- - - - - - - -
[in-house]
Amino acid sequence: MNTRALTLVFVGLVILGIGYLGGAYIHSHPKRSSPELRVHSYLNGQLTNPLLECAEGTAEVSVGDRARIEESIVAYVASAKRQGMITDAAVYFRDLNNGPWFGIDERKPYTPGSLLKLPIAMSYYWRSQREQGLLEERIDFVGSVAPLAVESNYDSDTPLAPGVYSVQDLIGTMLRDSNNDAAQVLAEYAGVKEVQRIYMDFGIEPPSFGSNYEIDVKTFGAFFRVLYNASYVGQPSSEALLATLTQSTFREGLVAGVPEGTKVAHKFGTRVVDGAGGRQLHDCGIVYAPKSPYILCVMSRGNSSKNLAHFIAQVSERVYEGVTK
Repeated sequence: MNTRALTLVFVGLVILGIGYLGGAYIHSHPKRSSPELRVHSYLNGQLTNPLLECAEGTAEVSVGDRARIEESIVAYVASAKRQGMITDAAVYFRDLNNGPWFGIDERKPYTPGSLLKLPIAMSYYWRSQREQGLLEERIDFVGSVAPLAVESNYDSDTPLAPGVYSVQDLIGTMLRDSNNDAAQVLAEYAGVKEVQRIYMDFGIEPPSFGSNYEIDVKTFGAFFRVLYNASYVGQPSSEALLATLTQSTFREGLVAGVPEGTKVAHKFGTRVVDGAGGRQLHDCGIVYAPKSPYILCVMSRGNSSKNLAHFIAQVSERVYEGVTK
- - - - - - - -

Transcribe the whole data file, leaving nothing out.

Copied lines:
[in-house]
Amino acid sequence: MNTRALTLVFVGLVILGIGYLGGAYIHSHPKRSSPELRVHSYLNGQLTNPLLECAEGTAEVSVGDRARIEESIVAYVASAKRQGMITDAAVYFRDLNNGPWFGIDERKPYTPGSLLKLPIAMSYYWRSQREQGLLEERIDFVGSVAPLAVESNYDSDTPLAPGVYSVQDLIGTMLRDSNNDAAQVLAEYAGVKEVQRIYMDFGIEPPSFGSNYEIDVKTFGAFFRVLYNASYVGQPSSEALLATLTQSTFREGLVAGVPEGTKVAHKFGTRVVDGAGGRQLHDCGIVYAPKSPYILCVMSRGNSSKNLAHFIAQVSERVYEGVTK
Repeated sequence: MNTRALTLVFVGLVILGIGYLGGAYIHSHPKRSSPELRVHSYLNGQLTNPLLECAEGTAEVSVGDRARIEESIVAYVASAKRQGMITDAAVYFRDLNNGPWFGIDERKPYTPGSLLKLPIAMSYYWRSQREQGLLEERIDFVGSVAPLAVESNYDSDTPLAPGVYSVQDLIGTMLRDSNNDAAQVLAEYAGVKEVQRIYMDFGIEPPSFGSNYEIDVKTFGAFFRVLYNASYVGQPSSEALLATLTQSTFREGLVAGVPEGTKVAHKFGTRVVDGAGGRQLHDCGIVYAPKSPYILCVMSRGNSSKNLAHFIAQVSERVYEGVTK